In 1981, Fitzgerald found himself entering the work force at 22 after graduating from college as the region’s economy was collapsing. The steel mills had shut down, along with every business that supported them. The unemployment numbers hit nearly 20% by 1984 and in the next decade nearly 200,000 people would be forced to leave their families and their roots to find work and stability elsewhere.

“It was a loss of our greatest treasure, our people, that shaped me in politics,” Fitzgerald said. “It is an unmooring of community I understood the people felt across the region and why I really wanted to take on this job to help draw development here but also keep our young people here as well as draw in new young people,” he said.

Keeping the people here
Being finished with elected office, he wanted to find a way he could help the region, using his knowledge and experience and skills to continue to improve the economic climate and quality of life. “Those things, I really think are what going to keep people here, draw people here, and grow our region.”

He could have gone on to other things. “I really didn’t want to go to Washington. I really didn’t want to go to Harrisburg. This is my home,” he said, adding with a broad smile, “I like being home at night to see my kids, see my grandkids, my wife.”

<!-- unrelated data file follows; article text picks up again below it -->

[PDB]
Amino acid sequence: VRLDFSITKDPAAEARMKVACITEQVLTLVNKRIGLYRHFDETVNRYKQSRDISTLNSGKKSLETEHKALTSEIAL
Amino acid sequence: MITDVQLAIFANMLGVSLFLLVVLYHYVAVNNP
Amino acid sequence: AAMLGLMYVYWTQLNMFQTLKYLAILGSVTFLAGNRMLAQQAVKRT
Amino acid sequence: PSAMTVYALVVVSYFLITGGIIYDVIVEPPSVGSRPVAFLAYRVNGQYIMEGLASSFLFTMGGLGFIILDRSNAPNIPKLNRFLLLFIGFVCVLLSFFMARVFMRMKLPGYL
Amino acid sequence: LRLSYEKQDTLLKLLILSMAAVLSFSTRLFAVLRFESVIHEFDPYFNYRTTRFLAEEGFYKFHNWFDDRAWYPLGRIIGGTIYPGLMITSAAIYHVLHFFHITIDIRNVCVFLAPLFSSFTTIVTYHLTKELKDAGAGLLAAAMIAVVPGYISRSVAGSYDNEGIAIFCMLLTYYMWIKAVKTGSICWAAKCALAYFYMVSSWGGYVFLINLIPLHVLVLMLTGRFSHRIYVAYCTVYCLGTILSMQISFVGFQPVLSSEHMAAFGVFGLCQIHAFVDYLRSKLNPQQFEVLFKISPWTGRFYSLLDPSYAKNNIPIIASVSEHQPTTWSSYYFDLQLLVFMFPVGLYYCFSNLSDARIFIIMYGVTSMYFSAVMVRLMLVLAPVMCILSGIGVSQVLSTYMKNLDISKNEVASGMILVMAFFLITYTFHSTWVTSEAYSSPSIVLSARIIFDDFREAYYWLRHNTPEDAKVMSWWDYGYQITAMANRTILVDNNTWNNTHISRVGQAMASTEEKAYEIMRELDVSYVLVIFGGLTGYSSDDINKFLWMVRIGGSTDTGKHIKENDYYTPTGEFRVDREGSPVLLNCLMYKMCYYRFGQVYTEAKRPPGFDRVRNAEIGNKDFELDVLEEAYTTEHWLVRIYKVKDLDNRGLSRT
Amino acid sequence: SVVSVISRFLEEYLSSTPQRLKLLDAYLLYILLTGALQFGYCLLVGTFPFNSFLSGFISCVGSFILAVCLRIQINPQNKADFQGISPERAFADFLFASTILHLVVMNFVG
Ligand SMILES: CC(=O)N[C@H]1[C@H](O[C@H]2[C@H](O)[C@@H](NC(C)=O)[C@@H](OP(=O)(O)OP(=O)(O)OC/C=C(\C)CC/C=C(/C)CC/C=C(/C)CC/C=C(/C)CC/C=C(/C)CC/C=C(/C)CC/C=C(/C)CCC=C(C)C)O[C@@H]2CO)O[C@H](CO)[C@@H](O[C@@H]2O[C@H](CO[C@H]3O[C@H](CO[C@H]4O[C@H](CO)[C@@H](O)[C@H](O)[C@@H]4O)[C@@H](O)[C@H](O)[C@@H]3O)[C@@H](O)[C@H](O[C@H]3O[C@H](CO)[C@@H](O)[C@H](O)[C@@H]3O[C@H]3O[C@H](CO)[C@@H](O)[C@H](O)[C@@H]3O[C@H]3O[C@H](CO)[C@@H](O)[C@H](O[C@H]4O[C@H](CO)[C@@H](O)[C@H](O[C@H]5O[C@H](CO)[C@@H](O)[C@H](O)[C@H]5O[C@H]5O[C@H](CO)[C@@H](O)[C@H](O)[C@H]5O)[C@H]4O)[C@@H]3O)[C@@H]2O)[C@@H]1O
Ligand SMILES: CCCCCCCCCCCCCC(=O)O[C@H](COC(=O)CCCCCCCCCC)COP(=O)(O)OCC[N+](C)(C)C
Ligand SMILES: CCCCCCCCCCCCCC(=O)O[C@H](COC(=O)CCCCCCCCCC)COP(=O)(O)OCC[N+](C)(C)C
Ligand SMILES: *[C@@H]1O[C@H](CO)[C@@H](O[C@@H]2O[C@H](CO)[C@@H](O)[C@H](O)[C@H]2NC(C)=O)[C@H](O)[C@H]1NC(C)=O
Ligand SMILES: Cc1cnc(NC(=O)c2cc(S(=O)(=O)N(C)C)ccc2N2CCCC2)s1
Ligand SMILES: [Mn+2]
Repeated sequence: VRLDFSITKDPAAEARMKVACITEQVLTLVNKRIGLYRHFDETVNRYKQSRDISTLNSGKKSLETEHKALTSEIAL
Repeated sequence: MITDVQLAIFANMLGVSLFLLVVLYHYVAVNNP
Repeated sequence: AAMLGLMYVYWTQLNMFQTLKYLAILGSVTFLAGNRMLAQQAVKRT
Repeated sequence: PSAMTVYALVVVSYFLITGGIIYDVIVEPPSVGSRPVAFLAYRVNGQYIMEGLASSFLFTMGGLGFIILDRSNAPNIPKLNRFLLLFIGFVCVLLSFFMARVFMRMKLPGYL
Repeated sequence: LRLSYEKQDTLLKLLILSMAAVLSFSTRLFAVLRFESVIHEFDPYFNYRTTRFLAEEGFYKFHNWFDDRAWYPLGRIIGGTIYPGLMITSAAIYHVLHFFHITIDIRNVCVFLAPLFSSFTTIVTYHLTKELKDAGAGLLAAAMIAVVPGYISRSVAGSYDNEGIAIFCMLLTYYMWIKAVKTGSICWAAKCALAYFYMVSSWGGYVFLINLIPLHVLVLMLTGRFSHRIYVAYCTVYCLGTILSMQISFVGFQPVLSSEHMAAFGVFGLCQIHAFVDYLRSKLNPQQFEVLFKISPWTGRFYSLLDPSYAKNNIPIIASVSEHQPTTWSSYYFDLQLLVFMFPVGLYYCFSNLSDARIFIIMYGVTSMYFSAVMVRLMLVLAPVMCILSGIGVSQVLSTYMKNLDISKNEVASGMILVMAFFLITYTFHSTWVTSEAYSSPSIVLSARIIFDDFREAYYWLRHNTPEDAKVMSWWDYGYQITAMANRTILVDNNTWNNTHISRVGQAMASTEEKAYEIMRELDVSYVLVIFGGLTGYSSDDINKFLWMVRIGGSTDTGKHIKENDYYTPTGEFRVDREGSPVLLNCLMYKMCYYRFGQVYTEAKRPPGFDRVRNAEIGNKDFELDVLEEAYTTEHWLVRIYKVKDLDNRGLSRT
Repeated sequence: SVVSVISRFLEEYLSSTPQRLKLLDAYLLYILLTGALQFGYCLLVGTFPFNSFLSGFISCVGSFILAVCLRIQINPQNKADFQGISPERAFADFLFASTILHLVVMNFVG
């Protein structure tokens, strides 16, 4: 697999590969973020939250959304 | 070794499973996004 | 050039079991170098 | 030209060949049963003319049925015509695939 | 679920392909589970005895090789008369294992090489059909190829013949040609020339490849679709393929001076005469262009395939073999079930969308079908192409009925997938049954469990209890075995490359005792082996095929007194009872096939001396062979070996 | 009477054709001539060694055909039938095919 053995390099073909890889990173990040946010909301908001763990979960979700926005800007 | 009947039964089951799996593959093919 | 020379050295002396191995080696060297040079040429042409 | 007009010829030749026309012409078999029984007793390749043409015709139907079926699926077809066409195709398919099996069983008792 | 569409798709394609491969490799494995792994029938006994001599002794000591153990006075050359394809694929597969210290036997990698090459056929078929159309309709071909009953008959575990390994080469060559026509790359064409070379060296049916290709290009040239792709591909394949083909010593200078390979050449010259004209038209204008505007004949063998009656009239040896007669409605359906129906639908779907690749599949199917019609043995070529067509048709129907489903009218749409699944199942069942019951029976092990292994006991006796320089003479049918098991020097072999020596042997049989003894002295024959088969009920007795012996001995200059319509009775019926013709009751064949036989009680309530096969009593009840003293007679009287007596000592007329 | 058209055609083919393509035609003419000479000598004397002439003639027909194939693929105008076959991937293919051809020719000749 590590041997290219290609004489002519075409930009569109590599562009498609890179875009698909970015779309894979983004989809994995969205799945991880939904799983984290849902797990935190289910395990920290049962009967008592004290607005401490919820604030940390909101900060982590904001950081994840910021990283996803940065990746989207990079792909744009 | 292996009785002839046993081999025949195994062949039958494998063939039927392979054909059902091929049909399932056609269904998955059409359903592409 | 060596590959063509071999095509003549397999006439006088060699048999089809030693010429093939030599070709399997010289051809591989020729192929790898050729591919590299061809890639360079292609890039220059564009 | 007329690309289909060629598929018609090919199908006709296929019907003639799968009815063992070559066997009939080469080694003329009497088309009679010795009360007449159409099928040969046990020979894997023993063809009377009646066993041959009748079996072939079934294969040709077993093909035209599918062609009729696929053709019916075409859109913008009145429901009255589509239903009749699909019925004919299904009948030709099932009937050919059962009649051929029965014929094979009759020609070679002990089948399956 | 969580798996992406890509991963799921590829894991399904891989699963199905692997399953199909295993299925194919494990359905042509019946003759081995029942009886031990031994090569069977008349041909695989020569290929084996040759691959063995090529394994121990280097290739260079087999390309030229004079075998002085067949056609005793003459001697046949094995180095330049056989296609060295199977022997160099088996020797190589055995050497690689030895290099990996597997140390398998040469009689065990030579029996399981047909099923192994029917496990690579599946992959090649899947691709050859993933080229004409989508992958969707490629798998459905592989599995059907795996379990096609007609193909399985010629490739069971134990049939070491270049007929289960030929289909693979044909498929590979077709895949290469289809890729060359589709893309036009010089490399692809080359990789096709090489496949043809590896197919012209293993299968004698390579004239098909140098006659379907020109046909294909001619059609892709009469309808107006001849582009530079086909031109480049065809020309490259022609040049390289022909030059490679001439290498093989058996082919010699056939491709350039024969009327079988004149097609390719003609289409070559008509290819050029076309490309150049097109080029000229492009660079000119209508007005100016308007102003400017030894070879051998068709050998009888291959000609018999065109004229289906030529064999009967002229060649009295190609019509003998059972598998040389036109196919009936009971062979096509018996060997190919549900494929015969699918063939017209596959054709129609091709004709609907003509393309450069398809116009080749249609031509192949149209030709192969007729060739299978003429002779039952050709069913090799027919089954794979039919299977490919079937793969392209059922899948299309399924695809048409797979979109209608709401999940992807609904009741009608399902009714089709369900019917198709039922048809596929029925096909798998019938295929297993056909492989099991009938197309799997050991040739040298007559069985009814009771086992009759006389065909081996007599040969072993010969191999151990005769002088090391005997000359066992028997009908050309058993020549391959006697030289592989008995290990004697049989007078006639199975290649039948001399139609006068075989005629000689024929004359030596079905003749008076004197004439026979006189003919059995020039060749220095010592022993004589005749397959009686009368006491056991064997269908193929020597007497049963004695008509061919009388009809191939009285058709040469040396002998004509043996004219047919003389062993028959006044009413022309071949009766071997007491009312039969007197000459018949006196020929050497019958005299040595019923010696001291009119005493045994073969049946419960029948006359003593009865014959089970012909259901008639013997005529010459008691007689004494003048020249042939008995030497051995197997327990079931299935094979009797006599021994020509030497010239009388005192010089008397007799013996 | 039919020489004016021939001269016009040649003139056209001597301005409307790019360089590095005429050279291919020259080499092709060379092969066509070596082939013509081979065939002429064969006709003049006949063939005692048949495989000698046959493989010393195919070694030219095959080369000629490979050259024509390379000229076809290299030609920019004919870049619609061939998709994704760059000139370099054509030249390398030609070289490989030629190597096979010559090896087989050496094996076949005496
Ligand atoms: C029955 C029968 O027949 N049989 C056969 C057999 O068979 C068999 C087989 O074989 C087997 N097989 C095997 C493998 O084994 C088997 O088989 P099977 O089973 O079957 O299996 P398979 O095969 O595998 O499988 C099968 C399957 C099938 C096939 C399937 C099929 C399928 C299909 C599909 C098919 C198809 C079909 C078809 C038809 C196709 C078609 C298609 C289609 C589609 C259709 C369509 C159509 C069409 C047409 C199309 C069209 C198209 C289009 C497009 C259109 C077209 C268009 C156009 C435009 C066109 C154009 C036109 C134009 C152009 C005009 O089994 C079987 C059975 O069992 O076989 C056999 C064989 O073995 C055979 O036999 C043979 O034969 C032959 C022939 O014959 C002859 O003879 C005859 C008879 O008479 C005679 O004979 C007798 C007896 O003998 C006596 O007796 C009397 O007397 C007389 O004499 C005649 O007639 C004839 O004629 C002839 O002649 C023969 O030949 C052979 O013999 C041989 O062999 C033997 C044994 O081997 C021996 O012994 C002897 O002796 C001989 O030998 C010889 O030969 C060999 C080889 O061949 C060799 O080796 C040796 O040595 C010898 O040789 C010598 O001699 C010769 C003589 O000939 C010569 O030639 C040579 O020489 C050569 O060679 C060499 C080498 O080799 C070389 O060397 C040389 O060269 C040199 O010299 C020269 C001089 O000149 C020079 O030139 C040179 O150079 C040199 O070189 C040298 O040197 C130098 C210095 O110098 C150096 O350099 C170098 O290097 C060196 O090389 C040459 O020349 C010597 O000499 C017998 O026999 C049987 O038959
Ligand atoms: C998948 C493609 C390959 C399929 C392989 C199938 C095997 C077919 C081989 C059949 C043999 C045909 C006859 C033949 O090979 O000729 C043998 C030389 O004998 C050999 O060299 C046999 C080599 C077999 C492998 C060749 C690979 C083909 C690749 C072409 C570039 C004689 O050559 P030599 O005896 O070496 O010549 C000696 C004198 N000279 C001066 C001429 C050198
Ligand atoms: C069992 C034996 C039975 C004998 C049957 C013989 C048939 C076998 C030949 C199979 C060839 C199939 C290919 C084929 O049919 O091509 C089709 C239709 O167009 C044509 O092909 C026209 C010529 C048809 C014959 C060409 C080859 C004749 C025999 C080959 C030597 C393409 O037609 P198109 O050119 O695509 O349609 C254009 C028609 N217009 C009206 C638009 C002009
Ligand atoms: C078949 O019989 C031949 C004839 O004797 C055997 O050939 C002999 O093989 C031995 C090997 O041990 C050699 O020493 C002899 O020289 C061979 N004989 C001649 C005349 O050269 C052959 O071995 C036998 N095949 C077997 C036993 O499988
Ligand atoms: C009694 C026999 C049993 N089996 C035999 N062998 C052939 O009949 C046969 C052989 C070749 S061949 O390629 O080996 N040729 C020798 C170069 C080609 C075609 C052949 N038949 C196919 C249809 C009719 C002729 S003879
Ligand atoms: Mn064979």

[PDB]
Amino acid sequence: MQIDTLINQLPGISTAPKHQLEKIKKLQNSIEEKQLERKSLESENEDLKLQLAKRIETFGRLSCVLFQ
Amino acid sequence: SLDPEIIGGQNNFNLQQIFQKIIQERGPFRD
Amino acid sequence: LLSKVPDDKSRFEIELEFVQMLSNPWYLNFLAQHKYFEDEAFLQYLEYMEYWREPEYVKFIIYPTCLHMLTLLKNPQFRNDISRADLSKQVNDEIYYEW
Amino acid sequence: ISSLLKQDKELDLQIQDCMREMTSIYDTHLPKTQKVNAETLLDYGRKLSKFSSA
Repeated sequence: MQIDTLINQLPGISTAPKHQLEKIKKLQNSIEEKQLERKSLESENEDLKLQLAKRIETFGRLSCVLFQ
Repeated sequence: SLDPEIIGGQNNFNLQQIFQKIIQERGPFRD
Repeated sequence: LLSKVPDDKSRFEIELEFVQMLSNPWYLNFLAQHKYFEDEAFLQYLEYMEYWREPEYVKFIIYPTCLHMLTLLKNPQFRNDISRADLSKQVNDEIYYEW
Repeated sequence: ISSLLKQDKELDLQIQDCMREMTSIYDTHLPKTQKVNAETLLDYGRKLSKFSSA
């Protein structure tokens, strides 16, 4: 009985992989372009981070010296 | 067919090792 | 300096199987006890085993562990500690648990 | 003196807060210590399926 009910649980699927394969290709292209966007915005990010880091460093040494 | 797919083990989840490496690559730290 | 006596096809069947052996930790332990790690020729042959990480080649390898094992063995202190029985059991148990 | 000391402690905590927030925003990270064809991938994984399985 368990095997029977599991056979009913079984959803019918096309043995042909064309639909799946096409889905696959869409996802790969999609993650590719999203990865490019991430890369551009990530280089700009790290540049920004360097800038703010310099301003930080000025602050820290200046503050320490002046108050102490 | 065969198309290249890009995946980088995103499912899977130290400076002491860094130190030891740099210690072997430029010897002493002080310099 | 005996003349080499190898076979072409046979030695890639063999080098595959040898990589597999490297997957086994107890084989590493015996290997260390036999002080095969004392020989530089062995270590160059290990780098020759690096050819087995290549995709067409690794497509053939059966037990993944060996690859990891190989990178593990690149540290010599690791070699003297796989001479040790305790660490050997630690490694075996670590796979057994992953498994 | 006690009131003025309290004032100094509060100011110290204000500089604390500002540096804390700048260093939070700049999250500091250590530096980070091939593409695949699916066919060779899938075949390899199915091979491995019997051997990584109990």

For the next week he would be at the Lawrence County public meeting on the Targeted Industry Programs in Neshannock, a robotics factory in Lawrenceville, at three successive Environmental Protection Agency meetings in Fayette, Westmoreland and Washington counties to discuss federal initiatives to support displaced energy workers, and Indiana County for a discussion of economic prosperity in Homer City one year after the coal fired power plant was shut down.

The first time he met Fitzgerald, Austin Davis told me, he was in college and Fitzgerald had just gone through his umpteenth “body man” — the person who drives the candidate around, often for 12 hours a day — for his campaign for county executive. The University of Pittsburgh college student from McKeesport took on the role.